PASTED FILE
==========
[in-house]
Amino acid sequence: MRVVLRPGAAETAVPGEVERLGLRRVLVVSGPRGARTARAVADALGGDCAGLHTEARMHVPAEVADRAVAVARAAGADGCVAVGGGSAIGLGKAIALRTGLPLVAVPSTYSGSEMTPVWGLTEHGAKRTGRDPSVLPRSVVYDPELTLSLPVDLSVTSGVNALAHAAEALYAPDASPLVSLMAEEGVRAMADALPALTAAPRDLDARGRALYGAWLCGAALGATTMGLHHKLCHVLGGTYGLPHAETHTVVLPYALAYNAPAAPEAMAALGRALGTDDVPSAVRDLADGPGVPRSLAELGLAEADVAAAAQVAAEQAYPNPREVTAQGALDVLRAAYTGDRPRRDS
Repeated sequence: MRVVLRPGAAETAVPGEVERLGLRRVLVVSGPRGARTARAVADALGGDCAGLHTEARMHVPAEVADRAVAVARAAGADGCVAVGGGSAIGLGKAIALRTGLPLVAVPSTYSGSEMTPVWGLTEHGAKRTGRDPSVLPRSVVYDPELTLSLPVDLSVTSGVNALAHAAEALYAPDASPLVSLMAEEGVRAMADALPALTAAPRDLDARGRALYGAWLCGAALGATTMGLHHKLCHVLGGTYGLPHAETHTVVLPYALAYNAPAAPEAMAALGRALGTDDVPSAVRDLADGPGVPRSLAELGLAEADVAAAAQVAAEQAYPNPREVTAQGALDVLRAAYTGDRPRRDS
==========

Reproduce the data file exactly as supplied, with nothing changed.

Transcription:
[in-house]
Amino acid sequence: MRVVLRPGAAETAVPGEVERLGLRRVLVVSGPRGARTARAVADALGGDCAGLHTEARMHVPAEVADRAVAVARAAGADGCVAVGGGSAIGLGKAIALRTGLPLVAVPSTYSGSEMTPVWGLTEHGAKRTGRDPSVLPRSVVYDPELTLSLPVDLSVTSGVNALAHAAEALYAPDASPLVSLMAEEGVRAMADALPALTAAPRDLDARGRALYGAWLCGAALGATTMGLHHKLCHVLGGTYGLPHAETHTVVLPYALAYNAPAAPEAMAALGRALGTDDVPSAVRDLADGPGVPRSLAELGLAEADVAAAAQVAAEQAYPNPREVTAQGALDVLRAAYTGDRPRRDS
Repeated sequence: MRVVLRPGAAETAVPGEVERLGLRRVLVVSGPRGARTARAVADALGGDCAGLHTEARMHVPAEVADRAVAVARAAGADGCVAVGGGSAIGLGKAIALRTGLPLVAVPSTYSGSEMTPVWGLTEHGAKRTGRDPSVLPRSVVYDPELTLSLPVDLSVTSGVNALAHAAEALYAPDASPLVSLMAEEGVRAMADALPALTAAPRDLDARGRALYGAWLCGAALGATTMGLHHKLCHVLGGTYGLPHAETHTVVLPYALAYNAPAAPEAMAALGRALGTDDVPSAVRDLADGPGVPRSLAELGLAEADVAAAAQVAAEQAYPNPREVTAQGALDVLRAAYTGDRPRRDS